Say $\displaystyle f(x) = a_nx^n+...+a_1x+a_0$ is a real polynomial with $\displaystyle \deg f(x) \geq 2$ with no real zeros.

Say we want to find,

$\displaystyle \int_{-\infty}^{\infty} \frac{1}{f(x)} dx$.

Here are the steps:

1)Find the zeros (which are complex) of $\displaystyle f(x)$.

2)Disregard (throw away) the zeros that lie in the lower half plane (so for example, ignore $\displaystyle -i$).

3)Compute the multiplicity of each zero.

4)If $\displaystyle a$ is a zero of $\displaystyle f(x)$ with multiplicity $\displaystyle k$ compute: $\displaystyle \frac{1}{(k-1)!}\cdot \frac{d^{k-1}[(x-a)^{k-1}/f(x)]}{dx^k}$ evaluated at $\displaystyle a$.

5)Sum up all the values in step #4.

6)Multiply the total sum from #5 by $\displaystyle 2\pi i$.

7)The value of the integral is equal to the value in #6.

Here is an example.

Say you want to find,

$\displaystyle \int_{-\infty}^{\infty} \frac{1}{f(x)} dx$ where $\displaystyle f(x)=x^2+1$.

Now do the steps.

1)The zeros of $\displaystyle f(x)$ are $\displaystyle +i,-i$.

2)We disregard $\displaystyle -i$ because it is a lower half of plane.

3)The multiplicity of $\displaystyle i$ is $\displaystyle 1$. Thus $\displaystyle a=i$ and $\displaystyle k=1$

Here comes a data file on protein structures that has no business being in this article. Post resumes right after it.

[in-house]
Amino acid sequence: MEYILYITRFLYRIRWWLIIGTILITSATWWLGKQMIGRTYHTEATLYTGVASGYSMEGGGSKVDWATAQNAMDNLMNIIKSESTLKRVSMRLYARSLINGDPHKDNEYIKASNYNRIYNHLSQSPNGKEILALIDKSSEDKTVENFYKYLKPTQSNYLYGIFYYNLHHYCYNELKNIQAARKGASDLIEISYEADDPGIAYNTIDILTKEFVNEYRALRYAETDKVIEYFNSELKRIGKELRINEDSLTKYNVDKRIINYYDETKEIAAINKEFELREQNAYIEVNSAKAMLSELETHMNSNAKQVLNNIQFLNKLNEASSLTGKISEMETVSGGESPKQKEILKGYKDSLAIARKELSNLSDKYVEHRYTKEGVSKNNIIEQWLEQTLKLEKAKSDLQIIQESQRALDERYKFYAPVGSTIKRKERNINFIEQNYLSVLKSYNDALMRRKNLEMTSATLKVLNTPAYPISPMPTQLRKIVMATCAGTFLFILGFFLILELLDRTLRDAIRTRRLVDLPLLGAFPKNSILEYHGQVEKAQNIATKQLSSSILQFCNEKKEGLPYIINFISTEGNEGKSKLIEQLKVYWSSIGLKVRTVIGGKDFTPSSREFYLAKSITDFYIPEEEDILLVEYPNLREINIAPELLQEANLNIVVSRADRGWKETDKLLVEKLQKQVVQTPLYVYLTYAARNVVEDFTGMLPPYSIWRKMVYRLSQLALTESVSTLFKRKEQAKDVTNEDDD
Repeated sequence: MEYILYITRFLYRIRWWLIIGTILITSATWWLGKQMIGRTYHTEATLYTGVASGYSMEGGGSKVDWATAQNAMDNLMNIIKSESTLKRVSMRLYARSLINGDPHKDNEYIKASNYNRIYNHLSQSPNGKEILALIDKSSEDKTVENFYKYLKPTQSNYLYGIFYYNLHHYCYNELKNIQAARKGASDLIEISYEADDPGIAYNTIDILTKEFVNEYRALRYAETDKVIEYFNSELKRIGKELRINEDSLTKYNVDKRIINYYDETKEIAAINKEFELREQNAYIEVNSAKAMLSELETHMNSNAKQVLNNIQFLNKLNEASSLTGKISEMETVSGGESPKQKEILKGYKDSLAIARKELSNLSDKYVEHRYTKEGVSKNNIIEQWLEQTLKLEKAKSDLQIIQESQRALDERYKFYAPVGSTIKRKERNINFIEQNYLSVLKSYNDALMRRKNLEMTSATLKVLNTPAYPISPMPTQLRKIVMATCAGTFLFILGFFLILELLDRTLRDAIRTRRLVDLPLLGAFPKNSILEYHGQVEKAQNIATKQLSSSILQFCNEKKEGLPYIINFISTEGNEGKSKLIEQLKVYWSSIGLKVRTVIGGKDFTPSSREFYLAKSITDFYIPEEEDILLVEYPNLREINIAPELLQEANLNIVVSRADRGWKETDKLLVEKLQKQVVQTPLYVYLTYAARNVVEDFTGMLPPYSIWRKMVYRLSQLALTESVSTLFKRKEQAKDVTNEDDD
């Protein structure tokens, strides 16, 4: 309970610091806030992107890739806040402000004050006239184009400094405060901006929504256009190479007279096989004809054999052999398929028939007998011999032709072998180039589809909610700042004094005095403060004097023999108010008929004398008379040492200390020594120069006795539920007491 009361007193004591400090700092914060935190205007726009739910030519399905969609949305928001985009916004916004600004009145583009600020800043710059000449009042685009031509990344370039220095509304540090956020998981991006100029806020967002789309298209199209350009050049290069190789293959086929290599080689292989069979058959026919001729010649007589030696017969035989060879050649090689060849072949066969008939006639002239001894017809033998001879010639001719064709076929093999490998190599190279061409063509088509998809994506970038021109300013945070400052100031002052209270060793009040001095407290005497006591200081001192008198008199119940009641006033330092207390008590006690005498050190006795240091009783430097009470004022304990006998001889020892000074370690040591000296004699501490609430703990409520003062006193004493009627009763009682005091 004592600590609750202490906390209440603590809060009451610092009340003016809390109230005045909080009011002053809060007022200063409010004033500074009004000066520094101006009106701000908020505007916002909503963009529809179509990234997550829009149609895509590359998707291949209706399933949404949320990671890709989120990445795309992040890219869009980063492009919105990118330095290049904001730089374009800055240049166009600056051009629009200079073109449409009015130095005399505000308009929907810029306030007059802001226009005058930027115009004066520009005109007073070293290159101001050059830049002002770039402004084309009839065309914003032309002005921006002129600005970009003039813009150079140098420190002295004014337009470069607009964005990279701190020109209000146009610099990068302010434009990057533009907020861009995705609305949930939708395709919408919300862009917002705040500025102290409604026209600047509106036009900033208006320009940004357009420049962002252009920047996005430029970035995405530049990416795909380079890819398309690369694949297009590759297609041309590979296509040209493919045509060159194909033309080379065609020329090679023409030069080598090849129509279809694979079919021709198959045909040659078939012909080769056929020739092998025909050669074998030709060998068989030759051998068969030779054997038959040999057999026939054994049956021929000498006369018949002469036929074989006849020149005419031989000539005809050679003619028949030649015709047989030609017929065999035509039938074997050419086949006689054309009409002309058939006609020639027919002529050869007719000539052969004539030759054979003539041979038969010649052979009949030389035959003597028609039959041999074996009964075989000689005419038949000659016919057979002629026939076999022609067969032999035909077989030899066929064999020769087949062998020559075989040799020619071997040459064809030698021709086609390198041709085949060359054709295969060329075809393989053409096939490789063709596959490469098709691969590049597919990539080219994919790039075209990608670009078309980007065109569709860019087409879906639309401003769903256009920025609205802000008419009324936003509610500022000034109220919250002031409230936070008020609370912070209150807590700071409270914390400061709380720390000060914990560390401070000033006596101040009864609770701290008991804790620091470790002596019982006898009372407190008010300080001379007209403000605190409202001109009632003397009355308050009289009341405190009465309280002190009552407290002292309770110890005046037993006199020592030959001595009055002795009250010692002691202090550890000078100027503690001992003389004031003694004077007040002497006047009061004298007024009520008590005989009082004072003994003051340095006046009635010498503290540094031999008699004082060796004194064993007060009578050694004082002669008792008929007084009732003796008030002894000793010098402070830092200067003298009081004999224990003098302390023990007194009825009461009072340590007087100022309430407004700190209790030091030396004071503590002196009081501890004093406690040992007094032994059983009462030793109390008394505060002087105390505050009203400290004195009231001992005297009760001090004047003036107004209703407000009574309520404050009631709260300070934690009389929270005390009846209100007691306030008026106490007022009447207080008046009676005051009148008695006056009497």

4)Compute $\displaystyle \frac{1}{(1-1)!}\cdot \frac{d^0[(x-i)/(x^2+1)]}{dx^0}$ thus $\displaystyle \frac{1}{x+i}\big|_{x=i}=\frac{1}{2i}$

5)There is only one value so the total sum is just $\displaystyle 1/2i$

6)Multiply by $\displaystyle 2\pi i$ to get $\displaystyle 2\pi i (1/2i) = \pi$.

7)The value of the integral is $\displaystyle \pi$.

A real timesaver

Suppose $\displaystyle f(x)$ has zeros of multiplicity $\displaystyle 1$. Then doing the ugly step in #4 is really easy because you are computing the $\displaystyle 0$-th derivative (which is just doing the derivative 0 times, i.e. not doing anything). Let $\displaystyle a_1,a_2,...,a_n$ be its complex zeros. Since $\displaystyle f(x)\in \mathbb{R}[x]$ it means the complex values occur in complex conjugates pairs. Thus, half of these zeros are in the upper plane and half of these zeros are in the lower plane...

SORRY, I have to stop now. I will try to complete this post.

Have fun!